the closest possible match to what they are hearing
and use that match as the basis of comprehension,
any new idea will be treated as a variant of something
the listener has already thought of or heard.
Agreement with a new idea means a listener has
already had a similar thought and well appreciates
that the speaker has recognized his idea. Disagreement
means the opposite. Really new ideas are incomprehensible.
The good news is that for some people, failure
to comprehend is the beginning of understanding.
For most, of course, it is the beginning of dismissal.
Traub's Law (Version 1)
important things in life often happen by chance
while we're agonizing over the trivia.
Law (Version 2)
important events of a person's life are the
products of chains of highly improbable occurrences.
Happy people are those who do not pass up an opportunity
to laugh at themselves or to make love with someone
else. Unhappy people are those who get this backwards.
Law of Comparative Cognition
Any behavior exhibited by young children
that is taken as evidence of the early
emergence of intelligence will, when subsequently
exhibited by nonhumans, be interpreted
by many humans as a set of simple stimulus-response
associations lacking cognitive processing,
whereas the stimulus-response explanation
will rarely be used to re-interpret the
behavior of the child.
The quality of one's intellectual productions
is a function of the product of talent
(e.g., intelligence) times mental energy.
Although there are many and varied tests
for assessing intelligence, psychologists
have not as yet even attempted to construct
a measure of individual differences in
The mind consists of genetically-determined
hardware and experientially-determined
software. The hardware components are
not constructed by genes working either
individually or additively but, rather,
by groups of genes working sequentially
and configurally. Each human mating produces
at least some gene configurations that
are unique, having never occurred previously.
This is why, among other things, human
genius often occurs uniquely in an otherwise
undistinguished family line.
uniquely human ability, including cooking,
mathematics, morality, and music, is based
on a set of biologically primitive capacities
that evolved before our species walked
The historical stability of our prescriptive
claims (what we ought to do) are determined
by principles underlying our universal
judgments. Nature's is constrains
our lofty hopes for what ought
Law of Academic Administration
it feels good, don't do it.
if it feels good, it's going to be because
it eases some frustration you're feeling
from all the constraints and hassles
of the institution; or because it really
shows up so-and-so; or because it makes
you feel you really do have a little
authority around here after all. It
won't, it won't, and you don't. Better
to calm down, make sure you know all
the facts, make sure you've talked to
all 49 stakeholders, and sleep on it,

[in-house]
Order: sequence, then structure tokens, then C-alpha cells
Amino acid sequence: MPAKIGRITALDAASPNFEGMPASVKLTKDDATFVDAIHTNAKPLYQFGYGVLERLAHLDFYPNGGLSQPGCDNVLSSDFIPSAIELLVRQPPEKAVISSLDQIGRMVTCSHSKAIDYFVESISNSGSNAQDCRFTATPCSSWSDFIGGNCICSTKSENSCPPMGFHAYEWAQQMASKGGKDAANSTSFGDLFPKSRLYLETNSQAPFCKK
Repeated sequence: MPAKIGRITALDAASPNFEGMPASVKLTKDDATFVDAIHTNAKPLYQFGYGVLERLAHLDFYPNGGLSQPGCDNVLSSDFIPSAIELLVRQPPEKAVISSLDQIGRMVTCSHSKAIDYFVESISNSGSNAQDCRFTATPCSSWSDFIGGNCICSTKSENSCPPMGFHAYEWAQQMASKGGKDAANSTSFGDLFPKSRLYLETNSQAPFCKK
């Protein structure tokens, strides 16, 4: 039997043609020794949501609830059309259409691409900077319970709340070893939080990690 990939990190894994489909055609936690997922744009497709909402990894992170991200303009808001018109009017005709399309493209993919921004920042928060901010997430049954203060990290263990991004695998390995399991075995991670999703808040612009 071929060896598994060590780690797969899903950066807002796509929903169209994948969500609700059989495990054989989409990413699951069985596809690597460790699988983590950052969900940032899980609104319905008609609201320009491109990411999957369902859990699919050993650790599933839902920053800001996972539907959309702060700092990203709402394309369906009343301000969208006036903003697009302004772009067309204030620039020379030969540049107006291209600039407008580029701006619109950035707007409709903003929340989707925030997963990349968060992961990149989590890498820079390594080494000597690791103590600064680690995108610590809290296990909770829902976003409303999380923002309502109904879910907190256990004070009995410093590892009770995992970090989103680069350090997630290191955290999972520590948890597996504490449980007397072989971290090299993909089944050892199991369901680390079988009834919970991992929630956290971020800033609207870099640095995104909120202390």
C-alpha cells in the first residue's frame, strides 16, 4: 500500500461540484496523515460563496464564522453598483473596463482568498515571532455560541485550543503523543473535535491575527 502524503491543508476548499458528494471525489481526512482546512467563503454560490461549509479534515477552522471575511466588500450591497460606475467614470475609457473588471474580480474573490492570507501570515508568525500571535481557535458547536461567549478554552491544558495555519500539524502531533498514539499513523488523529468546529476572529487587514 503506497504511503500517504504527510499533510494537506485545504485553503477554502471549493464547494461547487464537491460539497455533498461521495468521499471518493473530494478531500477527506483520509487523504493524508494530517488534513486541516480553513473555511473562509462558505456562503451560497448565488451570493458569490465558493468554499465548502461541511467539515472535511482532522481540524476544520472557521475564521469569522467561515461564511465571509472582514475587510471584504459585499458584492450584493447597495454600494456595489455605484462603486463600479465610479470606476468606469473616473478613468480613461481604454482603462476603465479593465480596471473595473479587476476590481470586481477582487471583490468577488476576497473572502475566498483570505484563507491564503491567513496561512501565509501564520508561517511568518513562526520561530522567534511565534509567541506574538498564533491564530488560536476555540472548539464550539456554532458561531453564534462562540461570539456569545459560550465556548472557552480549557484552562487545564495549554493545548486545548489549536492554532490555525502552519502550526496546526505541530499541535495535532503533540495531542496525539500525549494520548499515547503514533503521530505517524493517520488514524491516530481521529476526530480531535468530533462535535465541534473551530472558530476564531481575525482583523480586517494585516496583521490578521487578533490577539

then do the thing you have to hold your
nose to do.
Law of History
are no true stories.
are in the iron grip of readers' expectations.
Stories have beginnings, middles, ends,
heroes, villains, clarity, resolution.
Life has none of those things, so any
story gets to be a story (especially
if it's a good story) by edging away
from what really happened (which we
don't know in anywhere near enough detail
anyway) towards what makes a good story.
Historians exist to wrestle with the
story temptation the way Laocoon wrestled
with the snakes. But at the end of the
day, to tell anybody anything, you'll
probably tell a story, so then be sure
"Sin bravely." His idea was
that you're going to make a mess of
things anyway, so you might as well
do so boldly, confidently, with a little
energy and imagination, rather than
timidly, fearfully, half-heartedly.
ask how smart someone is; ask in what
ways is he or she smart.
can never go directly from a scientific
discovery to an educational recommendation:
all educational practices presuppose implicit
or explicit value judgments.
Law of Coherence
things "all hang together," you
have either gotten the joke, solved the puzzle,
argued in a circle, focused your chain
of logic so narrowly that you will be blindsided—or
discovered a hidden pattern in nature. Science,
in large part, consists of imagining coherent
solutions and then making sure that you weren't
fooled by a false coherence as in astrology.
Law of Ubiquitous Computation
First, your home is a constant, while the Net
is a place you go; then the Net becomes a constant
while your home is a place you go.
Corollary to Clarke's Law
sufficiently advanced garbage is indistinguishable
Law of Artificial Intelligence
Anything simple enough to be understandable will
not be complicated enough to behave intelligently,
while anything complicated enough to behave intelligently
will not be simple enough to understand.
am the Sayer of the Law," said the grey figure.
come all that be new to learn the Law. I sit in
the darkness and say the Law."
is even so," said one of the beasts in the doorway.
are the punishments of those who break the Law.
escape," said the Beast Folk, glancing furtively
at one another.
none," said the Ape Man. "None escape..."
— H. G. Wells, op. cit., p 67.